What stands in the way of us and knowing and seeing the surpassing worth of Jesus? What do we - like Paul - need to count as garbage? Nothing is too small.
Let’s not only imitate Paul’s counting of everything as trash but let’s also imitate his humble endurance. Let’s not slow trot or think we have already gained the prize. We can have confidence in salvation by grace through faith without being so foolish as to declare to ourselves "Well done, good and faithful servant" before the time. If we do that, we very well may hear instead, “Depart from me, I don’t know who you are or where you come from.” What you and I did a day or year ago is in the past — whether sin or righteousness — is in the past. Let’s stop letting our sin depress us so we don’t focus our eyes and strain forward. Let’s stop letting our righteousness continue putting us in the Lazyboy. Those who are mature, Paul says, think this way. They continue living life on the cross counting all as loss for the prize.
2. Recognize enemies of the cross for who they are (3:18-19).
When I think of enemies of the cross, I think of persecutors who ridicule Christians and policymakers who work against us. But Paul tells us with tears about enemies because they are far more subtle and pervasive than this." Their god is their belly, and they glory in their shame, with minds set on earthly things."
The cross is the place where we see that real life and glory is emptying ourselves for others and for the God of Heaven. But we need to see enemies of this way of thinking and living or else we will unknowingly become them. Do you know who enemies of the cross are? Those who buy a dozen donuts and eat them all. Those who stuff their cart on Black Friday with every sale item because they can't miss out. Those who can't stop clicking and adding to their basket every beautiful, better thing they see. Those who yell at customer service agents-because their stuff arrived two days late. They feed their sexual appetite with whatever they can get their eyes on. They can't stop thinking about more square footage and better stuff to fill it with. They obsess over every ice cream experience because their belly, their appetite can't miss out. (Solve their hunger with a fork and a bottle; with binges and credit cards.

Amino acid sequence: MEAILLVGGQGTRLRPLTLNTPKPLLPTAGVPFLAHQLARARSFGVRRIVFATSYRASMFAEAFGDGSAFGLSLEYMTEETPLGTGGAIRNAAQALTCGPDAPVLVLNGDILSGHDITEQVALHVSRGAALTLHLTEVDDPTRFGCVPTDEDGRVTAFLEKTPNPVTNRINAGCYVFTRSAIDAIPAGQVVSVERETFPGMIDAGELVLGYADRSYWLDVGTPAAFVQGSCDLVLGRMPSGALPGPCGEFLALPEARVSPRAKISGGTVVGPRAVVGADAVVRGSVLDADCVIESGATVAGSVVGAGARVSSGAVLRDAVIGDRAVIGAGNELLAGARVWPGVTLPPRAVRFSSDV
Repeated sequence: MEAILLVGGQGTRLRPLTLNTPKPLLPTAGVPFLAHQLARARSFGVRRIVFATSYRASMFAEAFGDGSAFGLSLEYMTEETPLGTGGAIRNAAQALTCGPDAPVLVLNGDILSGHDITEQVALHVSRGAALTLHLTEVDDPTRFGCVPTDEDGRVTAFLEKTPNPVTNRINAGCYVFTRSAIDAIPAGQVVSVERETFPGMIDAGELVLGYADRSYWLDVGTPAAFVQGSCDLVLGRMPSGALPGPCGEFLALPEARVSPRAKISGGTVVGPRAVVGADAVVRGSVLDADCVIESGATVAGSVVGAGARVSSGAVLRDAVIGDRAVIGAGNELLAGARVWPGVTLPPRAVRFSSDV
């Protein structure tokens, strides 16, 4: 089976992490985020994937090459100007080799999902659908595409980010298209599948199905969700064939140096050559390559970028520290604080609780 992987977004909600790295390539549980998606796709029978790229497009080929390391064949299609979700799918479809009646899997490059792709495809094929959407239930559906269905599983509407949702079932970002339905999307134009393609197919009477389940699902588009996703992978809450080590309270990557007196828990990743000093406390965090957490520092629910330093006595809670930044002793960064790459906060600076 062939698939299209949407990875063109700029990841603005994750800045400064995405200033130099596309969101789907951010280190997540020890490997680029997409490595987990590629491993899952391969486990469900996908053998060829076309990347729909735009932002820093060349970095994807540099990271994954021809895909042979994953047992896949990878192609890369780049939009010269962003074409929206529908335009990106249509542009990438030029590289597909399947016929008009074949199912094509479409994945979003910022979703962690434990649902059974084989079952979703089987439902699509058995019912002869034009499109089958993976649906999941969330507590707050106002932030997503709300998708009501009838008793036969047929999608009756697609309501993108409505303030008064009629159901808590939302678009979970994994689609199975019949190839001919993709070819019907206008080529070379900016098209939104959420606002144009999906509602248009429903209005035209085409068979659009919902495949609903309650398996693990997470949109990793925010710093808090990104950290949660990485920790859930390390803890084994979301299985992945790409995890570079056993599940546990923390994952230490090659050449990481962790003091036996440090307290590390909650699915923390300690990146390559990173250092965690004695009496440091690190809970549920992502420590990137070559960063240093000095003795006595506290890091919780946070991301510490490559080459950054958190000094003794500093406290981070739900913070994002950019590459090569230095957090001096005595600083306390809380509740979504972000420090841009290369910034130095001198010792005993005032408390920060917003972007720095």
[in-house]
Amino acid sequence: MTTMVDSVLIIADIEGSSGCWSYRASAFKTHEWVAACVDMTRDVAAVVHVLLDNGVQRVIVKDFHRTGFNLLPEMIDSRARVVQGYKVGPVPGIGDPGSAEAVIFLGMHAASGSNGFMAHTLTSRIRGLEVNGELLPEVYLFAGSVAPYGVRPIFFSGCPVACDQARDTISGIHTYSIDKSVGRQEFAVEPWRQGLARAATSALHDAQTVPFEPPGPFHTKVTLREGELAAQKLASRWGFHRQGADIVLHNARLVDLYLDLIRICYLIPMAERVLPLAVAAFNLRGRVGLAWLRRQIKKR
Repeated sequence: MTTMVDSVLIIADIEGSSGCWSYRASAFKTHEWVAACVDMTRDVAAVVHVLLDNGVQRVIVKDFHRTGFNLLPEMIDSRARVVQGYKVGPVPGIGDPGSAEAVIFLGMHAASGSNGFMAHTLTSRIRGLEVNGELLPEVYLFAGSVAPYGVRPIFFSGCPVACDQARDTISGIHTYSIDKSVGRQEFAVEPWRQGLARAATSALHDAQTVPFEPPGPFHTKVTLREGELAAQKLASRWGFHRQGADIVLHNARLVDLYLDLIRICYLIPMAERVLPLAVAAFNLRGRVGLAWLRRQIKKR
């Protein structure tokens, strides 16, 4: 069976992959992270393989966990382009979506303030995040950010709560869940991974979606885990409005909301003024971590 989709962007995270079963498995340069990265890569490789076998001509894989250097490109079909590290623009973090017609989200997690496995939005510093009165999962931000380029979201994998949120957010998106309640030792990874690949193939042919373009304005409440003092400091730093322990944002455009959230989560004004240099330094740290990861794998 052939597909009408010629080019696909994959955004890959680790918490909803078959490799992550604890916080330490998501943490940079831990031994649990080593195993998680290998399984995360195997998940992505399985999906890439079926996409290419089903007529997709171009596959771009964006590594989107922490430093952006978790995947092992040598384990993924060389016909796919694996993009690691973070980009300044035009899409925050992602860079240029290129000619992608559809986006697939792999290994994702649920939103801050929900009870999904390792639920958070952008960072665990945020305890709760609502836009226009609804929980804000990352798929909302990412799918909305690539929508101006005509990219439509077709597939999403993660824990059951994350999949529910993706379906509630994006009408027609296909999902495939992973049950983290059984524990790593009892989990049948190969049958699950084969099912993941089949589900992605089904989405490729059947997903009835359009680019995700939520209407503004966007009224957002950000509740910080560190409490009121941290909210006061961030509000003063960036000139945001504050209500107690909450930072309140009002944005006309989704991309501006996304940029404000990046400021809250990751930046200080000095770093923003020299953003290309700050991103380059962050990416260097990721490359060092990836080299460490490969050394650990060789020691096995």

We need to identify the life that is at enmity with the cross — life against Jesus’ self-giving love — or else we will become or remain the enemy ourselves.
3. Be steadfast because of your citizenship and the hope it carries (3:20-4:1).
The Philippians had a tremendous privilege: Philippi was considered a colony of Rome and its people were considered Roman citizens. Philippi was called “Little Rome” in the past. It wasn’t Rome. They didn’t live in Rome. And yet they were a little pocket of Roman culture. And they knew that if any enemy came against them, they would be protected with the full force of Roman authority.
Paul tells these Christians to make a clear distinction: they are not enemies of the cross whose end is destruction, they are citizens of Heaven whose future is a transformation into the likeness of Jesus’ glorious body. Like the Philippians, we do not live in heaven, but that is where our citizenship is. We are a little colony representing the authority and culture of heaven right here on earth. And we must be steadfast because if our citizenship is in heaven, we have absolute confidence that salvation will come for us from heaven. And that future transformation of our bodies, that future salvation from heaven, that opportunity to hear “well done good and faithful servant, enter into the joy of your master,” that future opportunity to see and know Christ forever — that is worth losing everything for.
There is so much glamor and glitz that distracts us. There is so much we fear missing out on. What a shame if that FOMO would take our eyes off of Jesus so that we miss out on that day. Brothers and sisters, do not consider yourselves as having attained the prize. Count all as garbage so you can know Jesus more and share in his sufferings. If we don’t, we will eternally regret it. As Dee Bowman has often said, “If you miss heaven, you just missed everything there is.”